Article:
Colleges urged to bolster creative side of students' digital literacy
November 17, 2017
Students know how to consume digital content, but need more help learning to create and use it in the workplace, NMC study says.
Maryland Department of Education's Val Emrich says the state is working with Amazon Inspire platform to host digital resources.
Wyatt Kash is an award-winning editor and journalist who has been following government IT trends for the past decade. He joined Scoop News Group in...
Like many instructional technology specialists, Val Emrich started out as an elementary school teach in the Maryland public school system who found herself specializing in media and then instructional technology. Today she oversees instructional technology for the Department of Education for all of Maryland.
It’s a diverse portfolio that includes student and professional online learning programs, school library media, the state's learning management system, accessibility of digital resources and coordinating efforts with the federal government’s #GoOpen and Future Ready initiatives. Most recently Emrich has been implementing the state’s Instructional Technology Plan.
EdScoop spoke with Emrich about that plan at the State Education Technology Directors Association’s recent leadership summit, as well as the state’s plans to build a repository of educational resources.
“We had thousands of resources created and identified,” as part of Maryland’s efforts to support the national Race to the Top initiative, a federal program dating back to 2010 aimed at boosting student achievement, turning around struggling schools and improving the teaching profession.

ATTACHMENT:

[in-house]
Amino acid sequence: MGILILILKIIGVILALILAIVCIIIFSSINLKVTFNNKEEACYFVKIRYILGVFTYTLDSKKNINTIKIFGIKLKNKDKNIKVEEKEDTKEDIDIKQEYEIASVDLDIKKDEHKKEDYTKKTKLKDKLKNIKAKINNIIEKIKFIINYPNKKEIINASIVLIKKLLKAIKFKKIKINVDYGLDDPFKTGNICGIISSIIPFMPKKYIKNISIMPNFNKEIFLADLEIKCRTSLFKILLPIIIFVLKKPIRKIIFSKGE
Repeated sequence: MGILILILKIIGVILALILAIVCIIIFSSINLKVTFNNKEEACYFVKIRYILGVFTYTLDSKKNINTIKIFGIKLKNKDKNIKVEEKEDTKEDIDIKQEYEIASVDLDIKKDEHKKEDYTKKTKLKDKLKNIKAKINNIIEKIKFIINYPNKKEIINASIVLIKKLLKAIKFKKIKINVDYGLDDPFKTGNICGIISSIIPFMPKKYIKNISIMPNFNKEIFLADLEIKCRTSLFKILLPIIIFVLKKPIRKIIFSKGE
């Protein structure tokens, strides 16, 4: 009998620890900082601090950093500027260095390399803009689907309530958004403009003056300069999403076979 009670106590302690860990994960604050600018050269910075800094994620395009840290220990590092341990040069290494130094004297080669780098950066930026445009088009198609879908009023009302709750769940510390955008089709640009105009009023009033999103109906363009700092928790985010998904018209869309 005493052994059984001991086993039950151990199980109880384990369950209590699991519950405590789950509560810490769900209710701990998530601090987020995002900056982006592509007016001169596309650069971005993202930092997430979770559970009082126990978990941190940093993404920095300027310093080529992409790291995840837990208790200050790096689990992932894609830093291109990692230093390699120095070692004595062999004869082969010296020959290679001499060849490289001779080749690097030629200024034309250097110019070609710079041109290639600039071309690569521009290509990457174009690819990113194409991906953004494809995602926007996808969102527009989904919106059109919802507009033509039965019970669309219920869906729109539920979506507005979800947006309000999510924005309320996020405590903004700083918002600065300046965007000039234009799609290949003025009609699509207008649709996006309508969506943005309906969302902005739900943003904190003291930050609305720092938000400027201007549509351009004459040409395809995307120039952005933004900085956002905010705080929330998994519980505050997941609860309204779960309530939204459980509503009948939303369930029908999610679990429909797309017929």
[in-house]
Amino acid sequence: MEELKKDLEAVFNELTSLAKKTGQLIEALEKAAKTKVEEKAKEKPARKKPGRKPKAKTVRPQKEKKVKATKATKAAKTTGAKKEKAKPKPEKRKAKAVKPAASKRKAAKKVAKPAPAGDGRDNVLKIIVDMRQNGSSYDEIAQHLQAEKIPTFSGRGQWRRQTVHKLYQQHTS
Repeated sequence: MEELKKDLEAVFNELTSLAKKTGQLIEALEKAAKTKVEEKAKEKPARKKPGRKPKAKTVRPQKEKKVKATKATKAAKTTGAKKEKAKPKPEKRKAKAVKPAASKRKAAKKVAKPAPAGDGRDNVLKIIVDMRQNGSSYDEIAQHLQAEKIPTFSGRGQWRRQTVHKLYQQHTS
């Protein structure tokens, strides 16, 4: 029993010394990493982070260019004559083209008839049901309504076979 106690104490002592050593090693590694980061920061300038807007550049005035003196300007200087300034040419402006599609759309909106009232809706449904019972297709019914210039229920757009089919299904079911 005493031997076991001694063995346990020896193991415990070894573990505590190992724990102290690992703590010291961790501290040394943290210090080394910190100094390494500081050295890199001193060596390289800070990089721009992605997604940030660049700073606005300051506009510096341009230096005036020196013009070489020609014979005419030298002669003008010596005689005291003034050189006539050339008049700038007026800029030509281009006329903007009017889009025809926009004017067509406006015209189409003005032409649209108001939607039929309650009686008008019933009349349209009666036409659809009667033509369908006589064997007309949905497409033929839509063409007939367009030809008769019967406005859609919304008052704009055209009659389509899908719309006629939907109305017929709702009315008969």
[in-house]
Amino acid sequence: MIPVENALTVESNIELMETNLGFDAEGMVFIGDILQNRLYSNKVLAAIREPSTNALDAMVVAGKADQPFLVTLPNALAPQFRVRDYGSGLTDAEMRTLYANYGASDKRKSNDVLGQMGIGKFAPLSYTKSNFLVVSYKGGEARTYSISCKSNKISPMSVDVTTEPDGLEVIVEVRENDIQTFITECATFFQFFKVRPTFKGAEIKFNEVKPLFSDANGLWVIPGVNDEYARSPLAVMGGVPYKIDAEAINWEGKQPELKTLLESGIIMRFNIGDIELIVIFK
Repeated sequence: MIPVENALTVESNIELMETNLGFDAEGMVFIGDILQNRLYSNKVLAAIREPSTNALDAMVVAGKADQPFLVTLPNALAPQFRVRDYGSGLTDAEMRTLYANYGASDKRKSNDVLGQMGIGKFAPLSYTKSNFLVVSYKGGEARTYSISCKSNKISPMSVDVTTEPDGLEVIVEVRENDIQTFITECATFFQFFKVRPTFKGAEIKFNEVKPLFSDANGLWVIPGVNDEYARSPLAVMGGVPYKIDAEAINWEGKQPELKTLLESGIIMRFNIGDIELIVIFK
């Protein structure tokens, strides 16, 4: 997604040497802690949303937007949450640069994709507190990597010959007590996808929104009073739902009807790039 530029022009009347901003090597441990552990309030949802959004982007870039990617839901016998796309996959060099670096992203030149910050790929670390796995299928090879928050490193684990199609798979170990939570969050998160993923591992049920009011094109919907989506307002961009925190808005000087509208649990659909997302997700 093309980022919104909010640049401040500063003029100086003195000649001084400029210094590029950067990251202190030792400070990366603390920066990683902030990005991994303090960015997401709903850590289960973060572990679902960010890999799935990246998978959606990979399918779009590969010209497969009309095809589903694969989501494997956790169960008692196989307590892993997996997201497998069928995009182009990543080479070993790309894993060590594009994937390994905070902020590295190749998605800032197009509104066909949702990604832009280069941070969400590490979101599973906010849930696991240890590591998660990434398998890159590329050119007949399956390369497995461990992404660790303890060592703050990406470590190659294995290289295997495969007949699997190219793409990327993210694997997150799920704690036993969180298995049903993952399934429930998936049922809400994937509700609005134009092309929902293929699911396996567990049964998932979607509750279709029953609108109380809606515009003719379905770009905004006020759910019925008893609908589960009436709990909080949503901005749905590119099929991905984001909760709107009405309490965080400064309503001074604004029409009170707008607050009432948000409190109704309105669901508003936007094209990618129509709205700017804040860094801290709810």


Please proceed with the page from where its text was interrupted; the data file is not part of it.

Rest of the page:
“What we’re doing is going through those to make sure they’re still viable and current, and at the same time meta-tagging them so they can go into a repository,” she says.
Emrich says Maryland chose Amazon’s Inspire platform to support the repository. When it's fully completed, it is expected to work like a search engine for educational videos, lesson plans and games, allowing users to search by topics, standards, grade level and time to complete. The platform, initially scheduled to launch in June is still going through final development, according to Emrich.
“We’ll be working with them, once they’re live, and another platform and see which ones our teachers prefer,” she says.
Emrich also tells EdScoop her office is leading efforts to improve the digital availability of assessments to provide teachers better feedback.
She also stressed the importance of modeling professional development, saying technology directors need to instructing teachers the way we want them to be teaching in the classroom,” using more hands-on, student-centric exercises and technology tools.
Reach the reporter at wyatt.kash@ScoopNewsGroup.com and follow him on Twitter @wyattkash and @edscoop_news.